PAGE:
If I were to attempt to describe a relatively average day, it might look like this: wake up around 8 am, make a quadruple shot of espresso, run and pee while the coffee is brewing, run back in time to steam the milk, take my dogs out to pee while I drink my coffee, come in, feed the dogs, and meditate for twenty minutes. Those are the things that happen Every Single Day. Then I go say hi to the horses and feed the longhorns and my donkey. This involves stopping to say hi to Gerald, my friend and ranch hand, who tends to the horses and chickens and lives in an RV out back. I make a video blog while I’m with the cows — some random, rambling message, usually upbeat. I post the video on social media while I’m careening in the golf cart back towards the house.

Then I tackle emails. If it’s early in the week and weekend renters have checked out, I’ll strip the beds and start several loads of laundry. I haul trash to the road. If it’s a weekend and guests are checking in, I shovel horseshit from around the chapel and put poison on fire ant mounds. Somewhere in there I also contact the folks who clean the house and mow the lawn and see when they can come by. I also will write wedding ceremonies.

I go into Austin a few times a week. I try to stack errands and meetings with potential clients so I don’t have to go in every day. I hit a couple of AA meetings per week in town, too — there are none where I live.

I have to say, just trying to capture what I do it seems like, wow, that’s a lot. But I’m high-energy and I keep it moving. I have a very active Facebook page which is a true combination of community and marketing so it’s very important to me to make time for social media.

I write my blog, early in the week. I teach memoir writing workshops on Wednesdays at the ranch and Thursdays in town. And times I’m working on a book, well, somehow I squeeze that in, too. But I have to say that is the thing that threatens to break me. Finding time to write The Tao of Bob made me really, really bitchy.

What’s the best project you’ve ever had?

My life. Seriously. That sounds like some off-the-cuff bullshit, right? But I mean it.

I’m far enough along now — more than half a century in and surely past my halfway point — to finally have a little perspective. You know that old curse, “May you have an interesting life”? Well, I have had an interesting life. Not all of it good-interesting. There’s been a ton of trauma, drama, angst, and grief. So much grief. And yet this really has shaped me. It has helped me cultivate a shit-ton of compassion. And the older I get the more I really think that what I do best is — let’s call it Project Grief. I just made that up. I have worked informally with people in grief for as long as I can remember. It is my passion. I don’t shy away from sickness, dying, suicidal tendencies, anxiety, fear, depression, or whatever else is ailing others.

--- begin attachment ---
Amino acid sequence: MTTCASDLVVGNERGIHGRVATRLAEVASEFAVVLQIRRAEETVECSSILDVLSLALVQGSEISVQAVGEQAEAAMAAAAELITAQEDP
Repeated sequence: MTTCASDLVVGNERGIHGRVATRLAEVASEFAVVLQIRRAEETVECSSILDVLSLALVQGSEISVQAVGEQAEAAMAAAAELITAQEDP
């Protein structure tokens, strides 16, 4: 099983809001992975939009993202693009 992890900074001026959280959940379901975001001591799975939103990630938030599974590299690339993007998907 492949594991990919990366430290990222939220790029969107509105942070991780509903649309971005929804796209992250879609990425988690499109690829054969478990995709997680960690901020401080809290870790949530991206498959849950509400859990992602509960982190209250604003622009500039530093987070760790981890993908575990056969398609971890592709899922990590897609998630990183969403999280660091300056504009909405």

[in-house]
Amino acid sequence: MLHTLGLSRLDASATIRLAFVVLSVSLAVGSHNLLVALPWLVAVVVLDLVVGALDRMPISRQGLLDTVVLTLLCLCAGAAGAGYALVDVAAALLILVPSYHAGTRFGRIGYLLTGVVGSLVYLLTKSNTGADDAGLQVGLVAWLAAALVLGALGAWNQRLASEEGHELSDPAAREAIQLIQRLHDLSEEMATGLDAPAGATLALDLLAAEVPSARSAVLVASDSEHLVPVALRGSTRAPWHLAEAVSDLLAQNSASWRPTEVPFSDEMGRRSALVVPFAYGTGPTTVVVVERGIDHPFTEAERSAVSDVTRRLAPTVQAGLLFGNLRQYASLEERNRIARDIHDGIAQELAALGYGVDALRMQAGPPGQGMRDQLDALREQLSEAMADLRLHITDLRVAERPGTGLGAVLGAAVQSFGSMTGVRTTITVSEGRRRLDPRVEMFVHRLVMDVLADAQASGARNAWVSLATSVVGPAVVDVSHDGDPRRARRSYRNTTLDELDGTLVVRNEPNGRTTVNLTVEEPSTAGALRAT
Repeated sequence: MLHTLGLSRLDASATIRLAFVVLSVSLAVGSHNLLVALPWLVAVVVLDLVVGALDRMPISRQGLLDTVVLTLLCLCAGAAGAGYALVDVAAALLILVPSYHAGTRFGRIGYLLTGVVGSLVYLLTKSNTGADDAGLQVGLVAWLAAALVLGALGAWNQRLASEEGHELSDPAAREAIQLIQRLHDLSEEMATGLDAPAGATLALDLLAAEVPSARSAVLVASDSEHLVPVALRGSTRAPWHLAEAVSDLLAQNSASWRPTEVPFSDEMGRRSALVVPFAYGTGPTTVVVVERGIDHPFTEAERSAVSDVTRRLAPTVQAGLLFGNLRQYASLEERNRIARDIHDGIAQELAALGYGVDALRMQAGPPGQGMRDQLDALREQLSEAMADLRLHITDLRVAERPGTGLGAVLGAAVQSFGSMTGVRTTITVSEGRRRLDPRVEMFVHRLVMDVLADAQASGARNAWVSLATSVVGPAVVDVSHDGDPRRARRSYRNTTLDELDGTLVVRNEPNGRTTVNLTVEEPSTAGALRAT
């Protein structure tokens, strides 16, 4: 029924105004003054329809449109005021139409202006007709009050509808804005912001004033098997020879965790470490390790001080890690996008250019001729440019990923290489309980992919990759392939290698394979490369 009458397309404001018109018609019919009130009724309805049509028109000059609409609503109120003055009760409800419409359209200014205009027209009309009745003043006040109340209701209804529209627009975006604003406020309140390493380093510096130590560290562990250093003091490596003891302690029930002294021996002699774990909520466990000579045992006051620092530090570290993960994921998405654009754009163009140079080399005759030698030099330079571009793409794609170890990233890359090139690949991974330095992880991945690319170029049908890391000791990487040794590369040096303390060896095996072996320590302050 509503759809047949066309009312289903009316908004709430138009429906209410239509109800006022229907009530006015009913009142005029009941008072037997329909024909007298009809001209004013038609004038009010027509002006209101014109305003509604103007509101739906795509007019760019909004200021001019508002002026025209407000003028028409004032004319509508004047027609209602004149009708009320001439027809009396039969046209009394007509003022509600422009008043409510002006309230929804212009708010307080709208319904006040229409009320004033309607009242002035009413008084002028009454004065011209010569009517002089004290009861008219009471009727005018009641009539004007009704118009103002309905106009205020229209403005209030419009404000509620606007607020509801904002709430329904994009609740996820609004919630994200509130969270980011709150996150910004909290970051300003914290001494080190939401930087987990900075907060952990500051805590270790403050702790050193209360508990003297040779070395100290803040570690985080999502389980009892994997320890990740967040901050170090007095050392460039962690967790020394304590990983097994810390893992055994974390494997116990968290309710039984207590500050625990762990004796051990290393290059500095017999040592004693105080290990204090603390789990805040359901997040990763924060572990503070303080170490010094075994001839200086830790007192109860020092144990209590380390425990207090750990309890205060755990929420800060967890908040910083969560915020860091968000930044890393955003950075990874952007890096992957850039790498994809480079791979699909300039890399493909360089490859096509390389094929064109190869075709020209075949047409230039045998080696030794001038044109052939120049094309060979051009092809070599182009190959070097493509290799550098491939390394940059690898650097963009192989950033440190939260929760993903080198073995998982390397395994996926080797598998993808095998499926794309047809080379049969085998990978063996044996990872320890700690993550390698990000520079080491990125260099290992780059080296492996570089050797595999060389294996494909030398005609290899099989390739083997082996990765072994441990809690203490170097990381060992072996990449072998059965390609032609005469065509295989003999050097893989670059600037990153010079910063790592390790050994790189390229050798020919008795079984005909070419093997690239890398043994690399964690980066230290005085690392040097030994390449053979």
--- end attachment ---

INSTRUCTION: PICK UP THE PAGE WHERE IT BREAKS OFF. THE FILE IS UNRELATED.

Cultivating safe places — real and virtual — for people to unburden themselves is what I love best. This happens in workshops. It happens in email exchanges with my readers. It happens at the monthly potluck dinners I host for women who have survived emotional abuse. And it happened at a dinner I hosted for a year at the ranch for parents who have lost children.

Don’t get me wrong — I don’t get off on grief. I just know there is so much of it out there and connecting with others has helped heal my own grief so much that I like to foster similar connections for others.

What’s the hardest conversation you’ve ever had with a client?

My mind immediately went to a writing workshop student who was so horrible. I mean she was a fucking mess. She dominated the room. She made others uncomfortable to the point that they messaged me privately. I didn’t have great boundaries then. I didn’t know how to handle it. So instead of addressing her directly and saying, “Look, bitch, you’re fucking up my workshop,” I sent out a note to the entire group, couched in language that was probably too vague and surely came across as passive-aggressive. It was sort of a, “Here’s a refresher on the class parameters” note, but I guess the examples I gave to illustrate my point left no doubt that I was actually targeting the message at her.

She flipped out. She sent me so many enraged emails. But here’s the thing about that — first, I have often been one to send wildly enraged emails. So it wasn’t like I didn’t relate to her fury. And second, related, another student in class pulled me aside one night and pointed out to me that at the root of this woman’s rage was the same thing at the root of a lot of my own issues: anxiety. That deflated my self-righteousness pretty quickly. I remember joking with the compassionate student that I wish she’d waited a day or two to allow me to be pissed before pointing out the difficult student was, you know, human.

I’ve had other hard conversations. Like the two brides that burst out crying when they noted the lawn had been mowed. They wanted wildflowers. They had already been so difficult to work with, lying about the size and even nature of their event to try to save money. They were just sour people.

I am extremely reactionary — which I’m working hard to not be. As they stood there crying and complaining I blurted out that I was going to give them a 100% refund. In the end I just gave them 50%.

It’s funny recalling these examples because I am, very often, quite good under stress. But in these two instances, I think because my work with these clients was so personal, that I, in turn, took their criticism very personally.